Improving MgO-containing castable refractories without excessive expansionPublished on August 5th, 2011 | By: Eileen De Guire
Much of the research we report on can be compared to thoroughbred racehorses: it’s elegant, confident, stunning and promising. Now and then, though, it’s good (and maybe comforting) to take the time to learn about the research activities of the stalwart workhorses of the ceramics industry. Thus, I share with you a recent paper out of Brazil on a new binder for castable refractories (dry materials that can be combined with water to form a homogeneous mass that can be cast in formwork similar to concrete). Brazil has a huge steel-making and non-ferrous industry, so refractories also are a big business there. Likewise, refractories-related innovations are much sought after.
Refractory castables that contain magnesia are of important because of MgO’s high refractoriness and resistance to alkaline slags. Other oxides are in the cement (or binder, the authors’ preferred term) formulations, the most common compound being calcium aluminate, which is versatile and easily processed. Additional common binder materials include hydratable alumina, silica and alumina colloids and phosphates.
However, there are two drawbacks to adding MgO to binder formulations. First, there is a significant density mismatch between MgO and its hydrate, Mg(OH)2, which sets up compressive stresses that are damaging in the castable structure, an effect referred to as “apparent volumetric expansion.” A side effect problem is that hydrated MgO can be difficult to disperse well during mixing, which can lead to explosive spalling when the hydrate decomposes. The second drawback is that reactions between the magnesia and other oxides can result in fewer refractory oxide compounds.
In the work reported by Saomão, Bittencourt and ACerS member Victor Pandolfelli, the goal was to develop a magnesium base binder such that the hydration reaction would harden the castable refractory quickly while avoiding the problems of apparent volumetric expansion.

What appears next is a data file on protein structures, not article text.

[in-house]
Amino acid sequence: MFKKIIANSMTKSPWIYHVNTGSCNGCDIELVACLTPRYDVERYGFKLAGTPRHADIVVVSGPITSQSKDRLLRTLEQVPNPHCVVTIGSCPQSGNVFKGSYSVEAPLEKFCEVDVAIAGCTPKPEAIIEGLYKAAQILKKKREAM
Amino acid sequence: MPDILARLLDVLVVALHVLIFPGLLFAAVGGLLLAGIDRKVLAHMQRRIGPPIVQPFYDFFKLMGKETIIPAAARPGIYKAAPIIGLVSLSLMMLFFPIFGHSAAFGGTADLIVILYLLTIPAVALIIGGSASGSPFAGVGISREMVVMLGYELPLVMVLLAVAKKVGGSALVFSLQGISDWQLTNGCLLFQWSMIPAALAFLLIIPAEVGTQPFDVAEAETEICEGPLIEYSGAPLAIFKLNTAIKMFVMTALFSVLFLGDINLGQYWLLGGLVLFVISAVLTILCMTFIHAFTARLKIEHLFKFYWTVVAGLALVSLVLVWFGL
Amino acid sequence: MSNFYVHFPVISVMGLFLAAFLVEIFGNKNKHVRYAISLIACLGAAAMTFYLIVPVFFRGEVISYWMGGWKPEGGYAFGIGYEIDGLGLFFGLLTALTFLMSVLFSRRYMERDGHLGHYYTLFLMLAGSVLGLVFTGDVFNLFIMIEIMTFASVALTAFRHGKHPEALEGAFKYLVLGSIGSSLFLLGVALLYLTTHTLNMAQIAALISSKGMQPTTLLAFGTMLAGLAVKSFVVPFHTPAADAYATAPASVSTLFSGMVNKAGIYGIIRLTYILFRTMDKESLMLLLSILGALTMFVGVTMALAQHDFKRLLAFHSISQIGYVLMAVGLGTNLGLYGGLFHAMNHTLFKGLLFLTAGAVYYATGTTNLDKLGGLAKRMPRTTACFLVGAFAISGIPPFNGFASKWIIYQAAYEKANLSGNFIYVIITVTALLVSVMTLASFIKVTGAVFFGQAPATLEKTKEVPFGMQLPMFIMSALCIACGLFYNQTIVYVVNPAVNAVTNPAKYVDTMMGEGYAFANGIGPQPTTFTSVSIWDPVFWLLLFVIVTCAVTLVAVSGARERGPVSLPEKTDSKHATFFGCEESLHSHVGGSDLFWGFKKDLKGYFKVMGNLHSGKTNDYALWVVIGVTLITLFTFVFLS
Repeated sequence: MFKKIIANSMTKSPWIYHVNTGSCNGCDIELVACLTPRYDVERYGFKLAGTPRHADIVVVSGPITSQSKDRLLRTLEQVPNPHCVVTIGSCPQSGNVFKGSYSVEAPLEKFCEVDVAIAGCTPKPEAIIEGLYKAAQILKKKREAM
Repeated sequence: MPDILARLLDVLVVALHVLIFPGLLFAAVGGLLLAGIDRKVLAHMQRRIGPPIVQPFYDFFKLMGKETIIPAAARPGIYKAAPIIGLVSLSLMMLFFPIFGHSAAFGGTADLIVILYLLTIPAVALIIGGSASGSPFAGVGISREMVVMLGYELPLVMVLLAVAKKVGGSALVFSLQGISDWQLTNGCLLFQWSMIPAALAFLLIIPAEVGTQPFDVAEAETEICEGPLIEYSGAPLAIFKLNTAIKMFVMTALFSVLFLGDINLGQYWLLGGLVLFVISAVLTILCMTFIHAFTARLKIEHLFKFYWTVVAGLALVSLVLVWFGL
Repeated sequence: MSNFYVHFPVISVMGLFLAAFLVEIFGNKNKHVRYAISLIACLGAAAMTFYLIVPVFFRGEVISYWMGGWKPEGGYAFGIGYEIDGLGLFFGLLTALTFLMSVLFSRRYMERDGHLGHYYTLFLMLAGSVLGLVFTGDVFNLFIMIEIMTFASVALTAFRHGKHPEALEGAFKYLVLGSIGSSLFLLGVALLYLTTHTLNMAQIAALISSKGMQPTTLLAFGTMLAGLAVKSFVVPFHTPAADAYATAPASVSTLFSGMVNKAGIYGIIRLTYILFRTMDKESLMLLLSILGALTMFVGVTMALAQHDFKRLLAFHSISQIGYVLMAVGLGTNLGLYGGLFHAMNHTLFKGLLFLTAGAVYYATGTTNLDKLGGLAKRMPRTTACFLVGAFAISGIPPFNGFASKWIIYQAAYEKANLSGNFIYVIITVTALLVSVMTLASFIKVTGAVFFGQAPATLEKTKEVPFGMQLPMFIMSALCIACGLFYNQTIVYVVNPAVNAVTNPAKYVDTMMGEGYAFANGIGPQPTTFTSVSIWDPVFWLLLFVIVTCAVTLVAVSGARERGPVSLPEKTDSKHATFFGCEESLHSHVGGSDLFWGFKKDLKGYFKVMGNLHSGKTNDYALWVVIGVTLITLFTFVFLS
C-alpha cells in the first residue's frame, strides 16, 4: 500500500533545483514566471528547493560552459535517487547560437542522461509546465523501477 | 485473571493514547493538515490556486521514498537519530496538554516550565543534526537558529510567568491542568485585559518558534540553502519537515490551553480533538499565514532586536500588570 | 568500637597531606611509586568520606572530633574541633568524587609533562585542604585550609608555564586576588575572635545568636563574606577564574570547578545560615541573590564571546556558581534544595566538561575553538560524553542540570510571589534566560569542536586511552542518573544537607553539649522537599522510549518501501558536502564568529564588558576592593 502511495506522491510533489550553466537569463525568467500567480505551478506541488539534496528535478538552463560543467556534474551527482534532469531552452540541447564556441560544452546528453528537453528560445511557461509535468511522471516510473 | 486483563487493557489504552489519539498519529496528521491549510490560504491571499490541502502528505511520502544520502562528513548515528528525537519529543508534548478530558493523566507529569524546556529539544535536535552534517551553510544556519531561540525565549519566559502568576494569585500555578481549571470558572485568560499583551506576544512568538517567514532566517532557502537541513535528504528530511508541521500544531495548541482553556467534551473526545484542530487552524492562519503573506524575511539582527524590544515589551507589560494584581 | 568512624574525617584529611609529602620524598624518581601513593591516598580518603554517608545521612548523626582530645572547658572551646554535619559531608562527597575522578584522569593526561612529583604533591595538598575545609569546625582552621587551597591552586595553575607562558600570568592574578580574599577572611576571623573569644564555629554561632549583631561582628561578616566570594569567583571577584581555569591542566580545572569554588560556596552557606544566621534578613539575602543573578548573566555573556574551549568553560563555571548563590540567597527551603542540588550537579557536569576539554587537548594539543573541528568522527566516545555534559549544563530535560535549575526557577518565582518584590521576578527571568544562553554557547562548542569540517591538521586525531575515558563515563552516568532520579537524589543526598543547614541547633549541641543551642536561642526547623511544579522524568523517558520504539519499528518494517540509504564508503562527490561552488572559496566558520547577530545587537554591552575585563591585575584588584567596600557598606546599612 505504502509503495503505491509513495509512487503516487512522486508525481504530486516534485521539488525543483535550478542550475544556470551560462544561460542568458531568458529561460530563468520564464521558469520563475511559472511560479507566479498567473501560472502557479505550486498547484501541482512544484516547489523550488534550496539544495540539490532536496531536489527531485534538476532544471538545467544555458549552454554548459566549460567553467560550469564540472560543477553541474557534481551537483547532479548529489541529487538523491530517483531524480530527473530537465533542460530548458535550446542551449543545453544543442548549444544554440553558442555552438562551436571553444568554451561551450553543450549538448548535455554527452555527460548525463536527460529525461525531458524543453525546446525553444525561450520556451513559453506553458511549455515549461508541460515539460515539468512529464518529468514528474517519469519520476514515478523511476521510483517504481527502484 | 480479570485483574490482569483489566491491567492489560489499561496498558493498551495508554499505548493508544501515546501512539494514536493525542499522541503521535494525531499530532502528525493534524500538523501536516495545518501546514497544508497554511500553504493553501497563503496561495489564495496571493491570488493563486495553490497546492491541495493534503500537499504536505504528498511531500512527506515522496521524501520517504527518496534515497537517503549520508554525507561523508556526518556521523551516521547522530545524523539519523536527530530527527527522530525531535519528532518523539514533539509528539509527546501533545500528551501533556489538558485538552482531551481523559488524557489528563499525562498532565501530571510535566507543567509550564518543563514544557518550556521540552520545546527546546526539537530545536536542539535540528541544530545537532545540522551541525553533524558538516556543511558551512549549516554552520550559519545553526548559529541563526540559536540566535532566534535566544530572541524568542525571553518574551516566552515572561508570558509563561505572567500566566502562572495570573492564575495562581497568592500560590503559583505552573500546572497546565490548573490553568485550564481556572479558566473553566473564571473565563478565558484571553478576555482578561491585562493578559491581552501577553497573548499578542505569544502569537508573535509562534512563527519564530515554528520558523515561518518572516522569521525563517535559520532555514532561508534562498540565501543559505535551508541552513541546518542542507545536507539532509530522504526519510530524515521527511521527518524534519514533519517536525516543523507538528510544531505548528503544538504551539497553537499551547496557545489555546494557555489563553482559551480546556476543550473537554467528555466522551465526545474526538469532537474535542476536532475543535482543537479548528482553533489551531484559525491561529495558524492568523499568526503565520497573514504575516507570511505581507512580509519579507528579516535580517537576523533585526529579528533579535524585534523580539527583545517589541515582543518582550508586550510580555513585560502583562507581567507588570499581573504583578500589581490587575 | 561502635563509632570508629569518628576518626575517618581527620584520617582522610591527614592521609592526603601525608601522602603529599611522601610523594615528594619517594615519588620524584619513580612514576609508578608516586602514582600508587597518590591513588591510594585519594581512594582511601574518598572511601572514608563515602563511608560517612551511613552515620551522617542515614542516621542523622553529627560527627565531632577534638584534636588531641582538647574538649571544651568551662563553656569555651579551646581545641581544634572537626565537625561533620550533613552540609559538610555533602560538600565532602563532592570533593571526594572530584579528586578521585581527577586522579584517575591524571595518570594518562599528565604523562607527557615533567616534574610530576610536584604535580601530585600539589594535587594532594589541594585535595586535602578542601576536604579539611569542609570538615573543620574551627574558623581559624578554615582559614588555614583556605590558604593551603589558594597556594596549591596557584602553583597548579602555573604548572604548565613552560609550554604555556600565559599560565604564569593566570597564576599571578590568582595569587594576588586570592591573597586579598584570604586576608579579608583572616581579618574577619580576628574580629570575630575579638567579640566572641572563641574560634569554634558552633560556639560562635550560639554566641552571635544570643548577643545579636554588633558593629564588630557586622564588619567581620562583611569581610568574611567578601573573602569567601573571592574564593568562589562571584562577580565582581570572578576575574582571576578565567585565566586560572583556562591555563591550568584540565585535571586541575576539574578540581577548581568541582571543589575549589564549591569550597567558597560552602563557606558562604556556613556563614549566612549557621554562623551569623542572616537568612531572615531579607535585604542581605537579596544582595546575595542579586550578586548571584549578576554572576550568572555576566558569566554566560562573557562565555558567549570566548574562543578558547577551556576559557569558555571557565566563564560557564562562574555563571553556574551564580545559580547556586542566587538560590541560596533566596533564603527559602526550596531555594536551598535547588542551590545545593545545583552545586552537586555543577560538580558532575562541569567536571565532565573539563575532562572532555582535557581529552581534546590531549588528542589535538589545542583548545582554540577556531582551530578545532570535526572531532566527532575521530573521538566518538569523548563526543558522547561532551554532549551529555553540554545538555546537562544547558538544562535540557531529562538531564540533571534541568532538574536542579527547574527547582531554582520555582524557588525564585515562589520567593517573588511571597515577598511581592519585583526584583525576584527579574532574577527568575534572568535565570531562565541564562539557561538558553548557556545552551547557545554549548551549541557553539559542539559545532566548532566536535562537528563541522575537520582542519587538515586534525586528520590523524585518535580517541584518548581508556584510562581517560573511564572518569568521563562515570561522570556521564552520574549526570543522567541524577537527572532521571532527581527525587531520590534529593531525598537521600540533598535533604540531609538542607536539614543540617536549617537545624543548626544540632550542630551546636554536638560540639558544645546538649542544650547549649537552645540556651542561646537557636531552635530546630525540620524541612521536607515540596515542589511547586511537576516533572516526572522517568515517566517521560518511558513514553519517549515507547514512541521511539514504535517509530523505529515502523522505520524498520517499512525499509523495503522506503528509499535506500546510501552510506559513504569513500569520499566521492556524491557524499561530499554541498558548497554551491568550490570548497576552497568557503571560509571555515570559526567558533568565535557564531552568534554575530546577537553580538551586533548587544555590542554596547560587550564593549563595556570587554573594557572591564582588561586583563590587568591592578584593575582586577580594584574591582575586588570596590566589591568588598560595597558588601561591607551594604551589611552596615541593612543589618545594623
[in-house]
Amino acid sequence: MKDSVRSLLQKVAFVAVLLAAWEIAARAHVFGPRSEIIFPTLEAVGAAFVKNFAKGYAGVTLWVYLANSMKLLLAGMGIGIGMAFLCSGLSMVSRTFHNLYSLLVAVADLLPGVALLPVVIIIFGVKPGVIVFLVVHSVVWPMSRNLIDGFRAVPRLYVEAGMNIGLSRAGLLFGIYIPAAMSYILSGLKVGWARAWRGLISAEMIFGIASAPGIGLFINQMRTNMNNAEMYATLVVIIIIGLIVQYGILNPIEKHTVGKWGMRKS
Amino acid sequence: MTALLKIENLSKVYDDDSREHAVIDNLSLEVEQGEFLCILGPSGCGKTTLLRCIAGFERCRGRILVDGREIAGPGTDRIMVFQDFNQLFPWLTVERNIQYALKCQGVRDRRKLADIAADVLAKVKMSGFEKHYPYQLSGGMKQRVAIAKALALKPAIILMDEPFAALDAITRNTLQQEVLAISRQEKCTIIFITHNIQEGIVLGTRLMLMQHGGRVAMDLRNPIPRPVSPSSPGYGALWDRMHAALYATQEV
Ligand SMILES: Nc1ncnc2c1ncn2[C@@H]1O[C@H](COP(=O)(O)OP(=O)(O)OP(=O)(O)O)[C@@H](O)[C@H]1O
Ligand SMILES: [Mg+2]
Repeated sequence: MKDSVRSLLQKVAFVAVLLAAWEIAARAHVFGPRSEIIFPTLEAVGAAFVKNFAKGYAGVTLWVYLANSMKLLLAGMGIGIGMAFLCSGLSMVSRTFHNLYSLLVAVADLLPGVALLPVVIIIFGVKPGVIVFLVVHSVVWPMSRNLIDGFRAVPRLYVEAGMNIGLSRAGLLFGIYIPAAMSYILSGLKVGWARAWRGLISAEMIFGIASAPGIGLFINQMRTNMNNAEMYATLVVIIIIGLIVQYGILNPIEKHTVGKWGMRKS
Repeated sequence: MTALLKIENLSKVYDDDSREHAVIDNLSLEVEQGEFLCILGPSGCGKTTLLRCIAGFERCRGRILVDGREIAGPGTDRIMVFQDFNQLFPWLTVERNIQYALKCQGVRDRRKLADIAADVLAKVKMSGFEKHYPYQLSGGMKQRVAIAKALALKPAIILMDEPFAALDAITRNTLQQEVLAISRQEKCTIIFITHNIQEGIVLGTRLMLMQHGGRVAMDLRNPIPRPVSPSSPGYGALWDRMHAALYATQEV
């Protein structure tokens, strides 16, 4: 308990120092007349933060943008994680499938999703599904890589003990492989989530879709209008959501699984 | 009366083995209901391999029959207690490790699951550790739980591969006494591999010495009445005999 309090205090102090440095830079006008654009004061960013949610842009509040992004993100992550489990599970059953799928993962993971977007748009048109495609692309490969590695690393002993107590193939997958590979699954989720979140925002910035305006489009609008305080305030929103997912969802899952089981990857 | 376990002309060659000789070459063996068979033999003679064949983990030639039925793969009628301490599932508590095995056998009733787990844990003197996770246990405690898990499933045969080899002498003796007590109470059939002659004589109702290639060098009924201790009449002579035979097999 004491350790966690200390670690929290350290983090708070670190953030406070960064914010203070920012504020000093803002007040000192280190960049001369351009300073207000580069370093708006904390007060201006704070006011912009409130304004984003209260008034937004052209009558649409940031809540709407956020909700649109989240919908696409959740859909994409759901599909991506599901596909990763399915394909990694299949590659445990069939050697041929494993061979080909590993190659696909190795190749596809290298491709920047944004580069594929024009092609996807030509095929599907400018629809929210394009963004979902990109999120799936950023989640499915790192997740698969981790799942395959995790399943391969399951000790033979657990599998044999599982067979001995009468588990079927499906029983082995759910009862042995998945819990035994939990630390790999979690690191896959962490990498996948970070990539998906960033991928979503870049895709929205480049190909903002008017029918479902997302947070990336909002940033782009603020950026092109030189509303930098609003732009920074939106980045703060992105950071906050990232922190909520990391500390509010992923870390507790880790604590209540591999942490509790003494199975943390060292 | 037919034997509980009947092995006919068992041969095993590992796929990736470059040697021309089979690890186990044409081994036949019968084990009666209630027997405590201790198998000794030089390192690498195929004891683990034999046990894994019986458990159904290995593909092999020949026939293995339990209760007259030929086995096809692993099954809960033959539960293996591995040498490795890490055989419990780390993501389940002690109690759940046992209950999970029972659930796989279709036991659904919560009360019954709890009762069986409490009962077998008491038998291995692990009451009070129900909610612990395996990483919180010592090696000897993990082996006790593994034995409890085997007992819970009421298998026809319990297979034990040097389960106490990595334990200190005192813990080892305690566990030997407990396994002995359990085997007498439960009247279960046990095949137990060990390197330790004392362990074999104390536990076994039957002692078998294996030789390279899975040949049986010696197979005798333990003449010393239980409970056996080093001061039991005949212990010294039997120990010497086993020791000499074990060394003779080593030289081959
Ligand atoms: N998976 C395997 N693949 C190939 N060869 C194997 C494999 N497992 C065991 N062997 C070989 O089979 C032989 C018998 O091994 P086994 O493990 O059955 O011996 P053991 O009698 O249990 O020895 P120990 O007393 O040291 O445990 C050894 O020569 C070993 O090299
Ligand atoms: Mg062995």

The approach was to evaluate a range of precursor MgO compounds obtained through partial calcinations of Mg(OH)2. Four particle size ranges were studied, and calcined MgO additions to calcium aluminate of 3- and 6-mass percent were evaluated. The magnesium hydrate precursors were calcined at temperatures ranging from 50-1000ºC and added to calcium aluminate cement in two formulations, 3- and 6-mass percent. Four initial MgO particles size ranges were studied. Samples were vibration cast and cured under uniform conditions and dried at temperatures ranging from 50-1000ºC. The porosity and compressive strengths of samples were measured.
The researchers found that particle size was important—smaller particles hydrated quickly and without excessive expansion—and the extra volume could be accommodated within the porosity of the castable. The Mg(OH)2 decomposes between 380-650ºC, and the release of water vapor and crystallographic changes create cracks and pores, increasing the specific surface area. The precursor calcination temperature that yielded the best balance between the reactivity of the remaining Mg(OH)2 when mixed in the calcium aluminate cement and the surface area generated by decomposition was found to be 600ºC. The only sample that had strength comparable to the MgO-free control sample had a 3-mass percent addition of Mg(OH)2 precursor that had been calcined at 600ºC and dried at 1000ºC, which showed that within a narrow range, magnesia can be part of a castable binder formulation.
While this research is not exciting or edgy, there could be big payoffs if maintenance shutdowns and refractory failures are minimized.
The thoroughbreds are great fun to watch, but the workhorses pay the bills.
Paper: R. Salomão, L.R.M. Bittencourt, V.C. Pandolfelli, “A Novel Magnesia Based Binder (MBB) for Refractory Castables,” Supplement to Interceram 60 (2011) 
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